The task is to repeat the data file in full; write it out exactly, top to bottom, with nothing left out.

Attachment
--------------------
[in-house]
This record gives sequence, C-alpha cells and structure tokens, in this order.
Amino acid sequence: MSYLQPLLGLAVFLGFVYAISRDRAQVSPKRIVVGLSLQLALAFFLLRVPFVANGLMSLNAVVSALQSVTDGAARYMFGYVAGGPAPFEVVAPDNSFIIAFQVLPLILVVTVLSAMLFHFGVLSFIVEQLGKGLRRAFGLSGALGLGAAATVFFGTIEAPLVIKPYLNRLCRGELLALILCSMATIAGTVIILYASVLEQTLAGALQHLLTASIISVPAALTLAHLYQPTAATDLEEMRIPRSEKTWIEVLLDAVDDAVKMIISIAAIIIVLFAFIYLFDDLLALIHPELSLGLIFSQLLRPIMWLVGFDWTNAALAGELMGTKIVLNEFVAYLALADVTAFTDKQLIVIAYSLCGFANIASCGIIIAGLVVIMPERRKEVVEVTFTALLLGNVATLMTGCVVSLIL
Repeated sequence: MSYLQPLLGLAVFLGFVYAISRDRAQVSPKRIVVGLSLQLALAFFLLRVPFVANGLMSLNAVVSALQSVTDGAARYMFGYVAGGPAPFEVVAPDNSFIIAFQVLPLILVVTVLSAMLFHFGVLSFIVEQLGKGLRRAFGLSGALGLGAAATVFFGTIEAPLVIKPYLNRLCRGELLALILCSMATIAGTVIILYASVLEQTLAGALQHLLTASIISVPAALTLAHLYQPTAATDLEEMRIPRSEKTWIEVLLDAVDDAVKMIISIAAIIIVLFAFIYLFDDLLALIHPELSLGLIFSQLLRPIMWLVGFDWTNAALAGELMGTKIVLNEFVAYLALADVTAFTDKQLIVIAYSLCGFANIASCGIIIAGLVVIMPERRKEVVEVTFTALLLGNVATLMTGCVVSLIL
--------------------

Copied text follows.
[in-house]
This record gives sequence, C-alpha cells and structure tokens, in this order.
Amino acid sequence: MSYLQPLLGLAVFLGFVYAISRDRAQVSPKRIVVGLSLQLALAFFLLRVPFVANGLMSLNAVVSALQSVTDGAARYMFGYVAGGPAPFEVVAPDNSFIIAFQVLPLILVVTVLSAMLFHFGVLSFIVEQLGKGLRRAFGLSGALGLGAAATVFFGTIEAPLVIKPYLNRLCRGELLALILCSMATIAGTVIILYASVLEQTLAGALQHLLTASIISVPAALTLAHLYQPTAATDLEEMRIPRSEKTWIEVLLDAVDDAVKMIISIAAIIIVLFAFIYLFDDLLALIHPELSLGLIFSQLLRPIMWLVGFDWTNAALAGELMGTKIVLNEFVAYLALADVTAFTDKQLIVIAYSLCGFANIASCGIIIAGLVVIMPERRKEVVEVTFTALLLGNVATLMTGCVVSLIL
Repeated sequence: MSYLQPLLGLAVFLGFVYAISRDRAQVSPKRIVVGLSLQLALAFFLLRVPFVANGLMSLNAVVSALQSVTDGAARYMFGYVAGGPAPFEVVAPDNSFIIAFQVLPLILVVTVLSAMLFHFGVLSFIVEQLGKGLRRAFGLSGALGLGAAATVFFGTIEAPLVIKPYLNRLCRGELLALILCSMATIAGTVIILYASVLEQTLAGALQHLLTASIISVPAALTLAHLYQPTAATDLEEMRIPRSEKTWIEVLLDAVDDAVKMIISIAAIIIVLFAFIYLFDDLLALIHPELSLGLIFSQLLRPIMWLVGFDWTNAALAGELMGTKIVLNEFVAYLALADVTAFTDKQLIVIAYSLCGFANIASCGIIIAGLVVIMPERRKEVVEVTFTALLLGNVATLMTGCVVSLIL